The expanded funding will enable ASIC to address major bank misconduct and has been backed by the Australian Bankers’ Association (ABA) which said the move will ensure accountability is upheld across the financial sector.
“We support the introduction of a new industry funding model for ASIC,” ABA chief executive Steven Munchenberg said.
“It’s important that contributions are transparent and that the amount of fees levied matches the level of regulation and resources required for ASIC.”
Mr Munchenberg said aligning the new funding model with the expanded role of ASIC will also be important to ensure regulation is effective and efficient.
“The extension of Mr Greg Medcraft’s term as chair will help continuity with the range of reforms affecting the banking and financial services industry, in particular the implementation of recommendations from the Financial System Inquiry,” he said.
The Credit and Investments Ombudsman (CIO) also welcomed the announcement from the federal government.
Chief executive officer Raj Venga said he was pleased to see the recognition of the role played by external dispute resolution (EDR) schemes in financial services. He said it is important to ensure consumers and small businesses will be able to have disputes resolved efficiently and at no cost to them.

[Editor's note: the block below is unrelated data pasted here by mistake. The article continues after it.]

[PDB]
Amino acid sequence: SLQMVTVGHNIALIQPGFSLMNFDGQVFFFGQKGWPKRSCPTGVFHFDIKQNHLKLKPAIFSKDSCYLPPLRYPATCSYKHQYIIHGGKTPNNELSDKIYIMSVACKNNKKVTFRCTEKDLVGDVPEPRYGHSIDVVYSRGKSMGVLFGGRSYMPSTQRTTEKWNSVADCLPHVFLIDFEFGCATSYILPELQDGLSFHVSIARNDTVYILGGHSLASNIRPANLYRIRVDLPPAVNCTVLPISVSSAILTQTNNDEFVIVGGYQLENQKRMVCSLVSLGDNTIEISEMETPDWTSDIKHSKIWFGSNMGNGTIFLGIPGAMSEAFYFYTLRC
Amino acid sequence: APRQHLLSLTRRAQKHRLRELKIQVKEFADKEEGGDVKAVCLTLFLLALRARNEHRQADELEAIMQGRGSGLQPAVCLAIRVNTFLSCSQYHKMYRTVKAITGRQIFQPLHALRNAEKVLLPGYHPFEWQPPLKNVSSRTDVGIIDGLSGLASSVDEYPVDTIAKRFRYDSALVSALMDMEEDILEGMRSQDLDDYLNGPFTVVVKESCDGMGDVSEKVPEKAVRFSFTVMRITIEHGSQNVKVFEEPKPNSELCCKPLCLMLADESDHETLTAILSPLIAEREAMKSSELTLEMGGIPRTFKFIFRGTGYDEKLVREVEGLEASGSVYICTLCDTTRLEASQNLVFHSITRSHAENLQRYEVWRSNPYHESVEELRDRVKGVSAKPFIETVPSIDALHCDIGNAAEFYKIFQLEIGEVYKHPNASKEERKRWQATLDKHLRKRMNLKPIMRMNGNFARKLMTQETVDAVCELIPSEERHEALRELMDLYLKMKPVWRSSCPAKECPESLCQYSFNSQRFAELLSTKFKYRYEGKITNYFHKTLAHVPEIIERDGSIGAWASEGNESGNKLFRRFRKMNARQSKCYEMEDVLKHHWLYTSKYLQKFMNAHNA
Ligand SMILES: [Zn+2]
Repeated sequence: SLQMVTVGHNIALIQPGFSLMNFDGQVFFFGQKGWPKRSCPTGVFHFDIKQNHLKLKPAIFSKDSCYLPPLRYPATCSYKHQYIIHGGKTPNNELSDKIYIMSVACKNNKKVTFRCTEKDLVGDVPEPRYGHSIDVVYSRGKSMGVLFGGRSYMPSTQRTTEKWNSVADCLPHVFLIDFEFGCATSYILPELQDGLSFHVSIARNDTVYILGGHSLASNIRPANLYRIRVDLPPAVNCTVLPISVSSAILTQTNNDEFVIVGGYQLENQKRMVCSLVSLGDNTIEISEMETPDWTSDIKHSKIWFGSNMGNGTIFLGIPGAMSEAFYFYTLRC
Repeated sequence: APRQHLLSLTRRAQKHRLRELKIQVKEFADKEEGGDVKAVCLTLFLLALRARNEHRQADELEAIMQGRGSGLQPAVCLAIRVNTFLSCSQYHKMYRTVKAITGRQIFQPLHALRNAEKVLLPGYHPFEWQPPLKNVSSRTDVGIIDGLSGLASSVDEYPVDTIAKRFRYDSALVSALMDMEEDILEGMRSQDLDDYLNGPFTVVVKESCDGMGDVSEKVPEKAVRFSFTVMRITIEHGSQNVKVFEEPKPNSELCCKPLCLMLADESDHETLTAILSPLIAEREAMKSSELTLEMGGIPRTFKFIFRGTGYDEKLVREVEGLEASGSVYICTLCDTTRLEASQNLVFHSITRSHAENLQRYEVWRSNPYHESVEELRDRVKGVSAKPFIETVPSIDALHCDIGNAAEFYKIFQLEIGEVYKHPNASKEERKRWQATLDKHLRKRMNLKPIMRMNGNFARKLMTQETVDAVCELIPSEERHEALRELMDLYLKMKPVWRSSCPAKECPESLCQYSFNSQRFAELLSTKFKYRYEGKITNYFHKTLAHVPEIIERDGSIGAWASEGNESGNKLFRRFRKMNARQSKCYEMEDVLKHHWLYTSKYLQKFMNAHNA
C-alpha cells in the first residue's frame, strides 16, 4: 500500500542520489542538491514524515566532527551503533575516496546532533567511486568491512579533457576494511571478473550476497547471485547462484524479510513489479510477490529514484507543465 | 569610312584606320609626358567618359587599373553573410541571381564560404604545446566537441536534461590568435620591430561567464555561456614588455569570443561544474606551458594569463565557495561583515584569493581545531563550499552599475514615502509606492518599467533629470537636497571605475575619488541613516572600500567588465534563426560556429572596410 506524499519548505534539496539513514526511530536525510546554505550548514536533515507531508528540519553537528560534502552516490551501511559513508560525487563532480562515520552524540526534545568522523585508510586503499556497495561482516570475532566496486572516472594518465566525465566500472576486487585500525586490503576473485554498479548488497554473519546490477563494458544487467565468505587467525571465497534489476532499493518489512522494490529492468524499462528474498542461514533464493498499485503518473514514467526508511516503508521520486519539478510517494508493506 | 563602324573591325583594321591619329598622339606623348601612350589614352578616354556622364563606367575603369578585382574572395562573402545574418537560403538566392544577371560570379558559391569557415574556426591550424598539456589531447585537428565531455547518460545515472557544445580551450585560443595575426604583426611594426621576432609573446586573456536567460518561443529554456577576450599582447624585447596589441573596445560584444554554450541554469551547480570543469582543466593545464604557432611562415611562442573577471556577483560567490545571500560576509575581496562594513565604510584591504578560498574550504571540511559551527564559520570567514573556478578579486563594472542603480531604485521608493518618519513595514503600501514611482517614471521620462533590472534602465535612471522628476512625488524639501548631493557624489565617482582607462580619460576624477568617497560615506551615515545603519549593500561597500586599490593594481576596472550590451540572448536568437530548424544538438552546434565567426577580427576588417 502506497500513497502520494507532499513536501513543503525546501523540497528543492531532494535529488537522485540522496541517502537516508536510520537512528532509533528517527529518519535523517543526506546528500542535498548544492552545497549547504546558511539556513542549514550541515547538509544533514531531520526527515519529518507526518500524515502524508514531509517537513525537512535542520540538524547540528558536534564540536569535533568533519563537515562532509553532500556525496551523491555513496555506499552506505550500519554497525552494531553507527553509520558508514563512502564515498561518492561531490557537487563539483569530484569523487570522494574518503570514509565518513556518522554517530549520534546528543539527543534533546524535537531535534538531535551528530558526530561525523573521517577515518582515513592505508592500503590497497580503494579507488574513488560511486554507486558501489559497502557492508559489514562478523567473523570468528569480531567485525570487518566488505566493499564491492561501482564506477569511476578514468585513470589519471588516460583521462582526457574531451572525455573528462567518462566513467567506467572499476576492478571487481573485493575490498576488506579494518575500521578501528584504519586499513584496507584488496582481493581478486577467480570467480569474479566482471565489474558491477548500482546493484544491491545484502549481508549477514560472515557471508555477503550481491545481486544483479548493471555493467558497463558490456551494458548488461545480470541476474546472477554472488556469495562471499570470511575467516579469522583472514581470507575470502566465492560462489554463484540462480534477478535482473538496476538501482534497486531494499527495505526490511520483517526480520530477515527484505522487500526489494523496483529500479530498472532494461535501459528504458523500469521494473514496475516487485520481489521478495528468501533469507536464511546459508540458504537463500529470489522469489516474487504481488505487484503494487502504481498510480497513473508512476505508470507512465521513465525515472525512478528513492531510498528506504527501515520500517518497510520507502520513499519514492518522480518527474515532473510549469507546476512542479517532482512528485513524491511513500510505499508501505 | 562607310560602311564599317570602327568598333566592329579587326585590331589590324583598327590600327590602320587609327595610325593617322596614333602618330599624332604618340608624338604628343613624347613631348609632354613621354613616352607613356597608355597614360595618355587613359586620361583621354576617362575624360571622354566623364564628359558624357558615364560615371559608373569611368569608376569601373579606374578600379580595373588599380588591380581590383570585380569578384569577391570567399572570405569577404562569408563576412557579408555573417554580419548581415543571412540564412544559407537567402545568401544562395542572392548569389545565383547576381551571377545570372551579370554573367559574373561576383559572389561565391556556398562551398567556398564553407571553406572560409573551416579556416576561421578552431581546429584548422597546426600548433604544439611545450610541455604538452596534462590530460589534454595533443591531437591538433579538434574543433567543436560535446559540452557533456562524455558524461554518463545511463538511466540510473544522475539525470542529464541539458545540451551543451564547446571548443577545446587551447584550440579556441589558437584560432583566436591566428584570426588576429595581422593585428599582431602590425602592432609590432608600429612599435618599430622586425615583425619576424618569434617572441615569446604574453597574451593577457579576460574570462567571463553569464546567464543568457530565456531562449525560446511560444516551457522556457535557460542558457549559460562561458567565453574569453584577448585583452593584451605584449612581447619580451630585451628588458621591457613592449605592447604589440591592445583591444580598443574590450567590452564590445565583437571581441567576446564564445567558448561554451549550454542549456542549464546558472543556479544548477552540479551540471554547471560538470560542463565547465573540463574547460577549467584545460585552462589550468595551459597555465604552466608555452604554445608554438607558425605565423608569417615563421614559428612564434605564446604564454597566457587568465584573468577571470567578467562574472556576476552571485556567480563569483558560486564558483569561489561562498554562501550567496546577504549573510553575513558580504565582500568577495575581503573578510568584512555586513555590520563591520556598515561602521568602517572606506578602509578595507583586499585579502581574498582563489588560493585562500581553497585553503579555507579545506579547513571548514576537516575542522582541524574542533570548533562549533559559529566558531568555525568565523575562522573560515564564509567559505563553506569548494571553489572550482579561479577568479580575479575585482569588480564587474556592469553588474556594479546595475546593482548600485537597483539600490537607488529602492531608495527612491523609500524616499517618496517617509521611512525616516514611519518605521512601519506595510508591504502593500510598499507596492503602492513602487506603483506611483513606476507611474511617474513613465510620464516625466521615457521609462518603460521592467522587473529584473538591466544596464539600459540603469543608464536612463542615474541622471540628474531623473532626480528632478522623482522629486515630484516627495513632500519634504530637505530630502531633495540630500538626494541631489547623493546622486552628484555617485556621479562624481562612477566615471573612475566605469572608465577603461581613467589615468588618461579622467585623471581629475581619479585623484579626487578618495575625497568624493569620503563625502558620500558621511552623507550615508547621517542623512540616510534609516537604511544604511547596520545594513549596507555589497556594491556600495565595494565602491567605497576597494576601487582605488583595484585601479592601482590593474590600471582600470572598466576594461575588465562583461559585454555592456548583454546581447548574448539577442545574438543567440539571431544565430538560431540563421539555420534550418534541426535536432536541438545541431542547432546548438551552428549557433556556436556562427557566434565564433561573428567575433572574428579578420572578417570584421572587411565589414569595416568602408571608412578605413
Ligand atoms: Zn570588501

“We are an important part of Australia’s consumer protection framework and deliver tangible benefits to consumers, our members and the financial system as a whole,” Mr Venga said.
“We are also committed to continuous improvement and look forward to working with the panel to identify where there might be scope to enhance the services we provide.”
Meanwhile, the Customer Owned Banking Association (COBA) said any additional funding to ASIC should only be paid for by those responsible for the bad behaviour.
“We will always support measures that require regulators to give greater priority to promoting competition and consumer choice but the customer-owned model isn’t part of the problem, it’s actually part of the solution for consumers with an appetite for trusted banking services,” COBA chief executive officer Mark Degotardi said.
“We shouldn’t have to pay for fixing problems we haven’t caused. The customer-owned banking model is the only one that can be relied upon to put customers first.
“We agree ASIC should be given the resources it needs to tackle major bank misconduct but the only sustainable solution to addressing the endless scandals is a more competitive banking market. Increasing regulator funding will not by itself address the real problem.”
Mr Degotardi added that the most effective way to make significant positive change is to urgently implement the FSI reform agenda on resilience and competition in banking.
[Related: Banks to fund ASIC mortgage probe]
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